The Veil was pulled back. The Paschal Mystery was consummated. Our Risen Lord “apokalypsed” (revealed) Eternity encompassing time for His disciples: “Why are you troubled? And why do questions arise in your hearts? Look at my hands and my feet, that it is I myself. Touch me and see, because a ghost does not have flesh and bones as you can see I have” (Luke 24:38-39). Then Jesus ate with them to show He still has and always will have a body.

The Resurrection of the Body is a central Christian dogma that is true, albeit rarely discussed. In fact, Great Books Professor Abigail Rine Favale rightly bemoans the fact that most of her Christian students do not believe they will receive their bodies, glorified, in the afterlife (cf. “Evangelical Gnosticism”, First Things, May 2018). Why? Why is a Christian dogma that was once clearly taught now so widely spurned?


James Tissot (1836-1902)


Perhaps it is because our earthly bodies are perceived by many as a mere shell or tool. Who would want a shell weighing them down in heaven?

This is why St. John Paul has given us not the theology of the person or of love or of marriage, but the Theology of the Body (TOB). He identified the old gnostic tendency to despise the flesh rearing its ugly head in modern thought. If unchecked, the trajectory of this Gnosticism lands the unsuspecting in such fallacies as gender identity and cohabitation….and the lack of belief in glorified bodies in heaven.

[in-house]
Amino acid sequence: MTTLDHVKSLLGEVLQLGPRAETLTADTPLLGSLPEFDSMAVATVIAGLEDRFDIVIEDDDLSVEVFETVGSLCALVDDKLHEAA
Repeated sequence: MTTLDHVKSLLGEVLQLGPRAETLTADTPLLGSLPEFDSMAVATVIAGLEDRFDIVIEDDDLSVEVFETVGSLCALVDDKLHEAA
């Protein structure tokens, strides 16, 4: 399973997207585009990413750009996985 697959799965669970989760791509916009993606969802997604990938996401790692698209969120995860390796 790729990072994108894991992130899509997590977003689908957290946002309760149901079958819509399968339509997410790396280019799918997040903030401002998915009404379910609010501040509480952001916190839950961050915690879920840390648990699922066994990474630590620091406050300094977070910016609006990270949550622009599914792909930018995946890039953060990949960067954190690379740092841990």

Firmly rooted in Scripture, St. John Paul speaks of our own “spiritualized” bodies in heaven, where all that is human will be permeated by the divine: “Participation in the inner life of God himself, penetration and permeation of what is essentially human by what is essentially divine, will then reach its peak…” (TOB 67:3). Far from being “weighed down” by our bodies, we will be free, body and soul in perfect union—free of temptation, free of discord, free of misunderstandings…and all of our powers—affectivity, intellect, will, and our bodies—all will be ordered for love (cf. TOB 67).

How can we remind the world that we can look forward to living with bodies perfected in heaven? In order to help recapture intrigue and belief in the afterlife as body-persons, the TOBET curriculum development team and I have devoted one of our curriculum’s lesson books to this topic. We hope to captivate the imagination of 6th Graders in our upcoming book, The Body and Heaven, whose unique teaching is based on St. John Paul’s third chapter of TOB.

I was privileged to get a personal glimpse of the promise of bodily resurrection on January 22, the night before my mother died. The veil was pulled back, ever so slightly, when Doris Ashour, who had refused any pain medication, obviously saw those who were precious to her—Jesus Himself and Mother Mary. She looked beyond the family gathered at her bedside, her eyes focused on things invisible to us, and her face was lit with an expression of sheer joy. She could no longer speak with the language of words, but the language of her body spoke the truth—the hope for the resurrection of the body.

Monica Ashour, M.Hum., M.T.S. is Executive Director and a founder of TOBET in Irving, Texas.

Copyright 2018 Monica Ashour